Originally published in Massage & Bodywork magazine, March/April 2011. Copyright 2011. Associated Bodywork and Massage Professionals. All rights reserved.
Whenever I'm tempted to think I'm a rockin' therapist, Chad is always lurking to keep me humble. I was squeezing his thenar eminence when he felt moved to share with me how much he loved my work.
"Thanks," I said.
"However," he added (and I wish he hadn't), "I have a great job with full insurance coverage. If massage therapy wasn't basically free for me, I wouldn't be here."
Then there's Ben. Ben has a neck made of piano wire and concrete that gives him headaches. Massage makes it go away. As long as his sessions are covered by insurance, he's a regular. When the coverage conks out around November each year, he's gone until it kicks in again. He suffers. It's unfortunate he feels therapy has to be free in order for him to show up.
Then there's Jess. When she first came to see me, she was a woman in pain without a diagnosis. One shoulder kept creeping up toward her ear. Headaches incapacitated her. When menopause hit, hormonal issues compounded her pre-existing physical problems. I sent her back to her doctor. Little came of that and my next referral was to a naturopath. Between chiropractic, massage, and remedial exercise, her neck tension was decreasing and her posture was straightening out. But the bills were adding up, too.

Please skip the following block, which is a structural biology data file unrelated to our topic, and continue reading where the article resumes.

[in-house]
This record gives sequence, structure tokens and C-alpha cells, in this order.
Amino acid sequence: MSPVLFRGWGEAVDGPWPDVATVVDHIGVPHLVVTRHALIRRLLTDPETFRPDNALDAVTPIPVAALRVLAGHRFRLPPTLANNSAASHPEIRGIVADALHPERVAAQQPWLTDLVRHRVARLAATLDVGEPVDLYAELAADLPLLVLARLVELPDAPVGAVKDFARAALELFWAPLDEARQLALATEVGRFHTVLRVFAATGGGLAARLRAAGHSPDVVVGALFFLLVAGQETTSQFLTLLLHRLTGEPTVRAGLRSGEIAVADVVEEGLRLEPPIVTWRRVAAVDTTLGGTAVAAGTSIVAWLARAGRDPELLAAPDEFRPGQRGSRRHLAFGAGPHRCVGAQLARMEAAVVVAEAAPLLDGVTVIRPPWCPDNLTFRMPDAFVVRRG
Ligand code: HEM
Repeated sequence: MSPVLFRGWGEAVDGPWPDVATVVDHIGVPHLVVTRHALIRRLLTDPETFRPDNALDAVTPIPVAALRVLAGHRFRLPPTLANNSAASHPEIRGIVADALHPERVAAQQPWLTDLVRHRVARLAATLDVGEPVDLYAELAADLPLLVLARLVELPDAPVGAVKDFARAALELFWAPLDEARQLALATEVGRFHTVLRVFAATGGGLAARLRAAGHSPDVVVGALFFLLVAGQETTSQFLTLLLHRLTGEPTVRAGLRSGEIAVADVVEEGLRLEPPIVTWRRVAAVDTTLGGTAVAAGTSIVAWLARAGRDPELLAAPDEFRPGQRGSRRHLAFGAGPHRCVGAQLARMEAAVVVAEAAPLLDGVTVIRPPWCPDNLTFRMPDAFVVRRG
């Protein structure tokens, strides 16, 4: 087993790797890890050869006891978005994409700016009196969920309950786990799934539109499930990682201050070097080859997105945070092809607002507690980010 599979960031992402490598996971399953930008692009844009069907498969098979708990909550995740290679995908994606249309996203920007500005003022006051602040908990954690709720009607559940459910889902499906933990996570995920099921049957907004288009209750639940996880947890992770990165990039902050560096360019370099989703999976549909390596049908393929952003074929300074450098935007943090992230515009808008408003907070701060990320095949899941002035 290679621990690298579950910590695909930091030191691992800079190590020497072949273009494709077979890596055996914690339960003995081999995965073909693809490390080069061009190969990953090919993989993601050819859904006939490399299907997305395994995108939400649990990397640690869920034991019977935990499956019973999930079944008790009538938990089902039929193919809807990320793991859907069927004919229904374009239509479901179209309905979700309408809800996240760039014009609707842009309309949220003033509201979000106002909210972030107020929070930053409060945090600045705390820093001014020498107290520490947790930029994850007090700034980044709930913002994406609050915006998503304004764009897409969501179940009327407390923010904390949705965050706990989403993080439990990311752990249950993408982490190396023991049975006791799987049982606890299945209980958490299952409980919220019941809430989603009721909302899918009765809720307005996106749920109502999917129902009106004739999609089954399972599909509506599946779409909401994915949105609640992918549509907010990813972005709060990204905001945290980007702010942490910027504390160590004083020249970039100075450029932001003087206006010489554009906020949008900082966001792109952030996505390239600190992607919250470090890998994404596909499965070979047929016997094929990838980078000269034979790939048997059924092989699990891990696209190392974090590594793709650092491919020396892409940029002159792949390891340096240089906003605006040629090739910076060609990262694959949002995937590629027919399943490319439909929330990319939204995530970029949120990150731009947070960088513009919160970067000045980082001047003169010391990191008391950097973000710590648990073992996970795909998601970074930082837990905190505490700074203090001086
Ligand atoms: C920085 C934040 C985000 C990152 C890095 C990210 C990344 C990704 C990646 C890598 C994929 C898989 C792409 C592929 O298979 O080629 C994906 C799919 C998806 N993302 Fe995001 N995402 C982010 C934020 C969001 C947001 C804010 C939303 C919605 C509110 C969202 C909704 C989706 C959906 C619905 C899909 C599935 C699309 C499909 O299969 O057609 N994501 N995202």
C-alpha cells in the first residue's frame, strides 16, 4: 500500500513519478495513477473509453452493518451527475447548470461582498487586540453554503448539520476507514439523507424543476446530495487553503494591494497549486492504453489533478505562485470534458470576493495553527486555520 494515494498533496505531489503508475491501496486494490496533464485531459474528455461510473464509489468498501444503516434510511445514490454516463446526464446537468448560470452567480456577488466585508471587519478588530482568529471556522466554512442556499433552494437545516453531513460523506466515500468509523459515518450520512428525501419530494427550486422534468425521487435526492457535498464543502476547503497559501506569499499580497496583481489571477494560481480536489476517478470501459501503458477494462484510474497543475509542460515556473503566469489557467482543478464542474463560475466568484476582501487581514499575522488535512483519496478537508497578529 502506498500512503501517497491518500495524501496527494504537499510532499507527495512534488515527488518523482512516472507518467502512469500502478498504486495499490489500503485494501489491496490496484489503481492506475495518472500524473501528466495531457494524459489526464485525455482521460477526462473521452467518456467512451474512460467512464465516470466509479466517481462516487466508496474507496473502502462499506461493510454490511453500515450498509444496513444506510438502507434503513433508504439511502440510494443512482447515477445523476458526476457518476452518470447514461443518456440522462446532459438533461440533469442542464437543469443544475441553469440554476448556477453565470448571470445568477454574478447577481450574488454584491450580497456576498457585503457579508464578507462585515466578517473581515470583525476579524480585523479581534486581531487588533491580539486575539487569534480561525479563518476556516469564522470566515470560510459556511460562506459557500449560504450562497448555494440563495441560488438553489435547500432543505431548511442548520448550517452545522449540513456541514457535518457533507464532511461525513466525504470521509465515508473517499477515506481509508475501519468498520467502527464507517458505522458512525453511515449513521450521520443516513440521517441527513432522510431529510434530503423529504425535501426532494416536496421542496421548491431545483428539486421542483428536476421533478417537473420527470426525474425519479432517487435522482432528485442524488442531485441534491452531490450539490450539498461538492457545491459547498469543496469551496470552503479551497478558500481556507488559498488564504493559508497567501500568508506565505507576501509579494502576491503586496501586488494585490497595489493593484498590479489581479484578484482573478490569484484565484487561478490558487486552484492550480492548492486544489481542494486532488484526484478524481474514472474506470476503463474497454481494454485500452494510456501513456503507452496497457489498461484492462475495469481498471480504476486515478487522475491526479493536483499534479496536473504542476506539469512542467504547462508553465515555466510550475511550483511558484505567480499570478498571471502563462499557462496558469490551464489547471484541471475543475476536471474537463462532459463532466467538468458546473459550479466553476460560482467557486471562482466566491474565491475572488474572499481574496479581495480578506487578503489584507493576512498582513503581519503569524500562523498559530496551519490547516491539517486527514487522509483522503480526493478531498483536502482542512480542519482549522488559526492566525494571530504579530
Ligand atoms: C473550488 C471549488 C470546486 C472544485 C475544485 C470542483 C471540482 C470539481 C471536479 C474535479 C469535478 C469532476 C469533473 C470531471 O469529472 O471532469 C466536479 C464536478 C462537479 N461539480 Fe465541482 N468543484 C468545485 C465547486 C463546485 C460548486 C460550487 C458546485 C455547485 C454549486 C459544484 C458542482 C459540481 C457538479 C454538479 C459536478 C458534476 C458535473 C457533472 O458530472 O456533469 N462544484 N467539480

Early in the year, Jess called. "I won't be coming back to you for further treatment," she said.
My mind flashed back to our last session. My first response was to wonder if I had done or said anything wrong. I couldn't think of anything, but I didn't have a script ready for this kind of call.
Finally, Jess put me out of my misery. "I can't afford to come see you anymore. We just got through the holidays and I did the books. It was not a good year." Her financial situation had changed. Food, shelter, and the need to have some cash in the bank trumped everything. Even her pain.
There are a number of alternatives if you want to ensure continuity of care. You can suggest less expensive therapeutic options. The local massage schools have student clinics that are inexpensive. You can offer shorter sessions. You can even work for free, if you can afford to do that.
I went over several options with Jess. She thanked me for my work. She will be back when she feels she's ready. To bad Jess doesn't have the coverage Chad takes for granted. The names are not real. The sadness and hope are real. Contact Robert at firstname.lastname@example.org or follow him on Twitter: @RChazzChute.